More mud pies please Miss

20th September 1996 at 01:00
EDRY McCORMICK TALKS TO SUE PALMER. All my favourite lessons now are science lessons, although I didn't do any science GCEs myself. About nine years ago - after I'd been teaching for 20-odd years - the head of infants asked me to do a science courseIand then the head asked me to be science co-ordinator for the school! I was shaking at the knees, but we've got a brilliant science team in Wigan. They reassured me that someone without science training might actually find it easier to get the ideas over to the children. And they're there to help if I get stuck.

I worked out some lessons on capillary action for last year's Year 2 when we were doing Forces - you know, "pushes and pulls" - but Ofsted came and we didn't manage to fit all the work in, so I'm looking forward to doing it properly this year. People probably know the first experiment, when you put two white flowers (narcissi are good) in jars, one of which has food colouring in its water. I do this as a class lesson, because then you can discuss what might happen, and talk about the idea of a fair test.

We all observed the flowers as we got on with class work, and within a day - "Look, look, Miss - I can see a blue line on this petal!" Over two days it got bluer and bluer and the children were fascinated - they kept making detours to look at it, and some tried it at home with different food colours. Anyway, there was lots more discussion about why it happened, and I told them about capillary action, how it "pulls" the liquid up the narrow veins in the stem.

The second experiment, using one of the trays the children keep their books in, is a little less obvious. Two of the class collected dirt and grit to mix up with water. They loved this of course. With a class lesson, you can ensure there's discussion and questioning at every level. I asked them how we could get clean water again out of the muddy mess in the tray. There were lots of weird and wonderful ideas, but most of them thought I'd have to sieve it - they couldn't see how capillary action could help.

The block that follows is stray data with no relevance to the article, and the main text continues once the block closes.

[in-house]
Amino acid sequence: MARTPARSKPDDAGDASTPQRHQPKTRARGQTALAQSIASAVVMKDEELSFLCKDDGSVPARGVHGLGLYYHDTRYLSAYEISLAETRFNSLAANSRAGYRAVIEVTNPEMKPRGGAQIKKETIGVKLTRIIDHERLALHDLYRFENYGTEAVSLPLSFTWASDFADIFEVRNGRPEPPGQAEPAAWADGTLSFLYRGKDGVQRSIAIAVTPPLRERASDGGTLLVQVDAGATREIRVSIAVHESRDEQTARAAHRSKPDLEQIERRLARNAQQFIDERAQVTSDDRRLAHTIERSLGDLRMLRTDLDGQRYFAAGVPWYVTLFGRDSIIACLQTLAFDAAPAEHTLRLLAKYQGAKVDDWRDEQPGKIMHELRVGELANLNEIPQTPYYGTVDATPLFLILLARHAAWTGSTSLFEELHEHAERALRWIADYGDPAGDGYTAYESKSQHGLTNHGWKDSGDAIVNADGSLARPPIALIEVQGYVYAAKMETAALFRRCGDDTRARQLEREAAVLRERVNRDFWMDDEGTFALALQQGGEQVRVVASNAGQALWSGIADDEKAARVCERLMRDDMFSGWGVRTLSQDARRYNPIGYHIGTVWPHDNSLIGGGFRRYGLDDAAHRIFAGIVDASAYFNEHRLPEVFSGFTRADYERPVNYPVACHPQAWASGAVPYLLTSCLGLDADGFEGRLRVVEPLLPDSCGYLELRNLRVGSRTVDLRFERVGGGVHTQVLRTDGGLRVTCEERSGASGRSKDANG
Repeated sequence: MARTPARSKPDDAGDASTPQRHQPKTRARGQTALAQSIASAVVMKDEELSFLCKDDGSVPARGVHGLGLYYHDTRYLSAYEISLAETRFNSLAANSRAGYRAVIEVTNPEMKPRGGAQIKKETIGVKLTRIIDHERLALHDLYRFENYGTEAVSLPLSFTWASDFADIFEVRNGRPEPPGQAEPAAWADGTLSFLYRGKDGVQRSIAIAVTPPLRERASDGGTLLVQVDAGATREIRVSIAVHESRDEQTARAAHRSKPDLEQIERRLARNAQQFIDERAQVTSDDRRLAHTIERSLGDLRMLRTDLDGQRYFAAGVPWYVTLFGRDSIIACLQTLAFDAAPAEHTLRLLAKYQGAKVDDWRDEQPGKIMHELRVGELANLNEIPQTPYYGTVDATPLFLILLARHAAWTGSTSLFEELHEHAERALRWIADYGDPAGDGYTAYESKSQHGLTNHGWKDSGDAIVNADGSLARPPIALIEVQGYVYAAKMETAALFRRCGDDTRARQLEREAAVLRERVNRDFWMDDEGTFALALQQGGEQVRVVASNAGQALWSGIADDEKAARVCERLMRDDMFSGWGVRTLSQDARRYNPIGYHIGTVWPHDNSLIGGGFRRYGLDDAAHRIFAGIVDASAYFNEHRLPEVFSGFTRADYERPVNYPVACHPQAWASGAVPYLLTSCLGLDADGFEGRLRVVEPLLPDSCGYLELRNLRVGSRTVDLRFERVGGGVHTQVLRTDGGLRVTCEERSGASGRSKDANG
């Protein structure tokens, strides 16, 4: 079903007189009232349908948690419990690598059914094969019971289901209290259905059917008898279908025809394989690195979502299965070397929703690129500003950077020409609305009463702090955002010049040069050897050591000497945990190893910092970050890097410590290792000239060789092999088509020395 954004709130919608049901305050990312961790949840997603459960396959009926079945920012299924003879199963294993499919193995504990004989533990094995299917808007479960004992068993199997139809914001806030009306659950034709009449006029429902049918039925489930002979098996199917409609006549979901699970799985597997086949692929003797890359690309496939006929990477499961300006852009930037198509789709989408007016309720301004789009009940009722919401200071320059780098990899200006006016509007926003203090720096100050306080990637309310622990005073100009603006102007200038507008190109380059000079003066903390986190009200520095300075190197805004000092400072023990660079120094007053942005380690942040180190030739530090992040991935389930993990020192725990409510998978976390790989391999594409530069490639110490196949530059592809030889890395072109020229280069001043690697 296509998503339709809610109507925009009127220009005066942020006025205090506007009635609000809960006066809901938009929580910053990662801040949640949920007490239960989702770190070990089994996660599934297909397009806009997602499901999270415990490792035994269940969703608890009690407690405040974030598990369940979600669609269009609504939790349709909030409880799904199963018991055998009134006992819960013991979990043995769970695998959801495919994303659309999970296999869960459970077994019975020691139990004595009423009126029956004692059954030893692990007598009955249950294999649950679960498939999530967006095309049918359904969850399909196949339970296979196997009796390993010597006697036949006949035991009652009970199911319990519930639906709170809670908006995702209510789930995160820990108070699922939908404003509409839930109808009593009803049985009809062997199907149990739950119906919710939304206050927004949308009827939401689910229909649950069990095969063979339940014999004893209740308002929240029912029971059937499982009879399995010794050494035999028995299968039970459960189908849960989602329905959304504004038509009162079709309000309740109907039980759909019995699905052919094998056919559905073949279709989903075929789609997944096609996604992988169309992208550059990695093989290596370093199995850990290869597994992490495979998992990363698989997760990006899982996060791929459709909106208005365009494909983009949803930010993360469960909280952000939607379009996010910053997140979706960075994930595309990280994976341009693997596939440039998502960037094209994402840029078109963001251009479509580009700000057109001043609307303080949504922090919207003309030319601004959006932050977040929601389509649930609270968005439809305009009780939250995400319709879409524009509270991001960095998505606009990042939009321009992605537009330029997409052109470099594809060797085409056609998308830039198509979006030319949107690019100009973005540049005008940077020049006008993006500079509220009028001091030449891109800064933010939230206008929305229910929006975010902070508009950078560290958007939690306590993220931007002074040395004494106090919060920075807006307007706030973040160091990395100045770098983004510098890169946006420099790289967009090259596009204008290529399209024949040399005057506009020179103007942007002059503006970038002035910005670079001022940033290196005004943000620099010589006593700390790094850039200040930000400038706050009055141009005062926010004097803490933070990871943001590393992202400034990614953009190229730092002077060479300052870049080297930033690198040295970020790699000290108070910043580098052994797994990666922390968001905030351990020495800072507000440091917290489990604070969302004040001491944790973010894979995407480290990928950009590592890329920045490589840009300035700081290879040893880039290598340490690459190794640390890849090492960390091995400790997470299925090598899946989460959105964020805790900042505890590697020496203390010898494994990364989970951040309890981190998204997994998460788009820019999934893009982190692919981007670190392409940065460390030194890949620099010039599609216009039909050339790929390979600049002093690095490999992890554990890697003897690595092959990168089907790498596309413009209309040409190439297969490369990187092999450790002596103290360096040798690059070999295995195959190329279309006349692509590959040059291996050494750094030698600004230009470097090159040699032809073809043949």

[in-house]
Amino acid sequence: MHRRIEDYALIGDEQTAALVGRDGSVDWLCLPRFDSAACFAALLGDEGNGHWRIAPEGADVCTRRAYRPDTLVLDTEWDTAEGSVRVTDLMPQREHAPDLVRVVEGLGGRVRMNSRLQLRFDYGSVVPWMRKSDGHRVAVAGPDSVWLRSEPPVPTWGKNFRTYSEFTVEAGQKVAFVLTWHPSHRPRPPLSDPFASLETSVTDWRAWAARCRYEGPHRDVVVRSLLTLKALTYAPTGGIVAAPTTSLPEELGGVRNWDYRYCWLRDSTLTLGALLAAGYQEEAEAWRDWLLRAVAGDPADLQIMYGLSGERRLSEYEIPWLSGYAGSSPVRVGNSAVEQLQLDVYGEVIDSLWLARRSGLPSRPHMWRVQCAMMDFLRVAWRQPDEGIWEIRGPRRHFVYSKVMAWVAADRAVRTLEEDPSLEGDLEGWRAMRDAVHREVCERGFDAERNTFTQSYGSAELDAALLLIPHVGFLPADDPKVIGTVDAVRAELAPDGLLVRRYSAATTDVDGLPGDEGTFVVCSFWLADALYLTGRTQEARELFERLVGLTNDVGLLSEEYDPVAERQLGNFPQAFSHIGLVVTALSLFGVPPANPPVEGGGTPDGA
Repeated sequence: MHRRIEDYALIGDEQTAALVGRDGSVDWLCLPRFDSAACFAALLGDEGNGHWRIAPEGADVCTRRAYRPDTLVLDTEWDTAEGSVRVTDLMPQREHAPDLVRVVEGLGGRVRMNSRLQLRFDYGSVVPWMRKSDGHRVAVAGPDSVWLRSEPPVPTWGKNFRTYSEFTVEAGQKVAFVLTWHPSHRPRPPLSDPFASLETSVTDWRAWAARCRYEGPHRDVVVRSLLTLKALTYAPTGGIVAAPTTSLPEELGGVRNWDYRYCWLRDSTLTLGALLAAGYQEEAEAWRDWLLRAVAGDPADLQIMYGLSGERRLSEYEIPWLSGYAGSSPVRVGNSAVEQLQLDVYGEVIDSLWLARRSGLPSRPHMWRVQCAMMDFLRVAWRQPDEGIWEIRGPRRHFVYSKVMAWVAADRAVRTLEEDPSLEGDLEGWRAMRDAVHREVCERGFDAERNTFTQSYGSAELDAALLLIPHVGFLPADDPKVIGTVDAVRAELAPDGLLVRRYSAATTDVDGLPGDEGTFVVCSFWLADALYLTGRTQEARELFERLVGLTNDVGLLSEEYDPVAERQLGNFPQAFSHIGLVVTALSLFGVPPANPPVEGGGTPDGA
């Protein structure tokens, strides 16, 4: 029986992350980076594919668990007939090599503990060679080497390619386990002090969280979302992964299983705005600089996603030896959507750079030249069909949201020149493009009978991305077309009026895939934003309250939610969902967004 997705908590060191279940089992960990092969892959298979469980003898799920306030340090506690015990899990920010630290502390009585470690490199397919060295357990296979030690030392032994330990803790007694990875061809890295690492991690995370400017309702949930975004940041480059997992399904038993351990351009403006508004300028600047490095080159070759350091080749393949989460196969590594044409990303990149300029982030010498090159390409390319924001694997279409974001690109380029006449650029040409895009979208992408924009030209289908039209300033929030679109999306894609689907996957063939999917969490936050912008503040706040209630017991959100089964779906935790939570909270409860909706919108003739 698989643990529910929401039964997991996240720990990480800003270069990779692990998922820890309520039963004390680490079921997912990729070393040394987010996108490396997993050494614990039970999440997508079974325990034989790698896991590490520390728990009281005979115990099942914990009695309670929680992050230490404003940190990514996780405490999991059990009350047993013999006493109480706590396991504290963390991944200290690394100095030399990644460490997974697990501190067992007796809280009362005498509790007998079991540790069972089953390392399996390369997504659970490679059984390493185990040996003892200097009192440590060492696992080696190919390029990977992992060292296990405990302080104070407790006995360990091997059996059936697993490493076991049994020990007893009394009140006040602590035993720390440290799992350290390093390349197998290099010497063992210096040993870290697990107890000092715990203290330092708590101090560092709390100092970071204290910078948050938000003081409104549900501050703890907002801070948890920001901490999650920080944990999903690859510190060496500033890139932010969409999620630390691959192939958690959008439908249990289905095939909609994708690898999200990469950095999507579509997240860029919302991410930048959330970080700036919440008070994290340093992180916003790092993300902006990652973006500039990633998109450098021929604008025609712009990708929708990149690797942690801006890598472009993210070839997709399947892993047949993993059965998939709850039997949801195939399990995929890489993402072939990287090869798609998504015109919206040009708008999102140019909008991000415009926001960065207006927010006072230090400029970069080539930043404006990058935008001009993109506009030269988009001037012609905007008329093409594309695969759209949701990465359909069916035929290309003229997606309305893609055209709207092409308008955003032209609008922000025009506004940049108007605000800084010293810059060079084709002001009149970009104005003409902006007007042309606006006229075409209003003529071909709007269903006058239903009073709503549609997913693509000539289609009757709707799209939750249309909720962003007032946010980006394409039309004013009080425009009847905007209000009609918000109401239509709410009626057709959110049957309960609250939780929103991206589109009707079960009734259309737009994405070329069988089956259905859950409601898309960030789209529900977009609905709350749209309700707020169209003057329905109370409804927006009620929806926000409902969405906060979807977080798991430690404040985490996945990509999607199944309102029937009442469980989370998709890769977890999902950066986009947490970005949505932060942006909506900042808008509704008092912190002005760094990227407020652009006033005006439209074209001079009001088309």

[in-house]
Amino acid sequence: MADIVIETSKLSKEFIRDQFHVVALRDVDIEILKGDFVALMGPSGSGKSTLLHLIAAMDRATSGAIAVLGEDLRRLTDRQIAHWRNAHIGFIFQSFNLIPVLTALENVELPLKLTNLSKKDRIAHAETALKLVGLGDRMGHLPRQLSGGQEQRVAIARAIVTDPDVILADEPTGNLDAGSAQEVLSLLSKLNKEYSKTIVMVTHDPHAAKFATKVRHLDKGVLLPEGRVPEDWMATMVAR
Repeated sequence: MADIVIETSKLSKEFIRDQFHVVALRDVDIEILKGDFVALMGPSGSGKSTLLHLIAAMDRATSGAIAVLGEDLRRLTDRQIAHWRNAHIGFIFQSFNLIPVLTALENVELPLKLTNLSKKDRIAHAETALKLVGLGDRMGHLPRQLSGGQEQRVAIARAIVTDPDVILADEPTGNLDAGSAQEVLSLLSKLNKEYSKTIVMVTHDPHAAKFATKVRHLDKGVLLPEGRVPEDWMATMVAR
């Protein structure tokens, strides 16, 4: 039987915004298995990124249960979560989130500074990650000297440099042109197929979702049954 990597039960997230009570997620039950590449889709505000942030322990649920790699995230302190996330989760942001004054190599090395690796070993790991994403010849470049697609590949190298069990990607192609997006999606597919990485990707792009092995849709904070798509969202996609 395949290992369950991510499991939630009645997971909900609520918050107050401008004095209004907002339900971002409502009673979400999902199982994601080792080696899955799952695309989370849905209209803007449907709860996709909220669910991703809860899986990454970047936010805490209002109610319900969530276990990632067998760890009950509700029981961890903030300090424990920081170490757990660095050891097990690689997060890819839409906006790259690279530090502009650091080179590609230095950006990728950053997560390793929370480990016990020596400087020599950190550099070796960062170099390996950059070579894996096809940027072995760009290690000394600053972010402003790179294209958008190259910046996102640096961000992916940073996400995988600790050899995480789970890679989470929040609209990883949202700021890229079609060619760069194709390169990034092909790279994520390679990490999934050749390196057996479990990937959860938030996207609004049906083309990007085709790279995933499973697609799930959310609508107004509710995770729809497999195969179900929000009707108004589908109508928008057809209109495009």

Well, this is how it is done. You put the mud tray up high with another empty tray placed beside it at a lower level. Drape a tea-towel into the mud, up over the lip of the tray, then down into the empty tray. The water from the mud is drawn up into the fibres of the tea towel by capillary action, then drains down into the empty tray. I didn't explain - I just did it and left it to see what happened.

The next morning, the children were amazed. "Miss, Miss, look - it's clean water!" All day it was "Look, Miss, there's more in!" Eventually all that was left in the higher tray was hardened mud. It gave us loads to talk about: "Is it really clean water - could we drink it?" "How do you know if water's clean?" and above all, "How did it happen?" They'd learned enough about capillary action from the first experiment for two pupils to work it out for themselves. There were two follow-up experiments the children could do on their own, but last year I couldn't fit them in. That's the problem with the national curriculum - you have to keep rushing on to something else. I don't mind the structure, but I'd prefer not to be so restricted - you need time to follow children's interests.

Children love science and they soon learn to think scientifically. You have to be really enthusiastic, and use a mixture of class discussion and activities they can do them-selves. I like experiments they can also do easily at home, and show their parents. The children are always asking for more science. Even when they're in the juniors they come back and look through the windows at our experiments!

At the beginning of every year I ask "What is science?" and I tell them all "You can be scientists!" I say that when I'm an old lady sitting in my rocking chair, I'll be reading about them doing wonderful experiments and inventing something marvellous. I hope they all do!

Edry McCormick teaches at Castle Hill Primary in Hindley, Wigan

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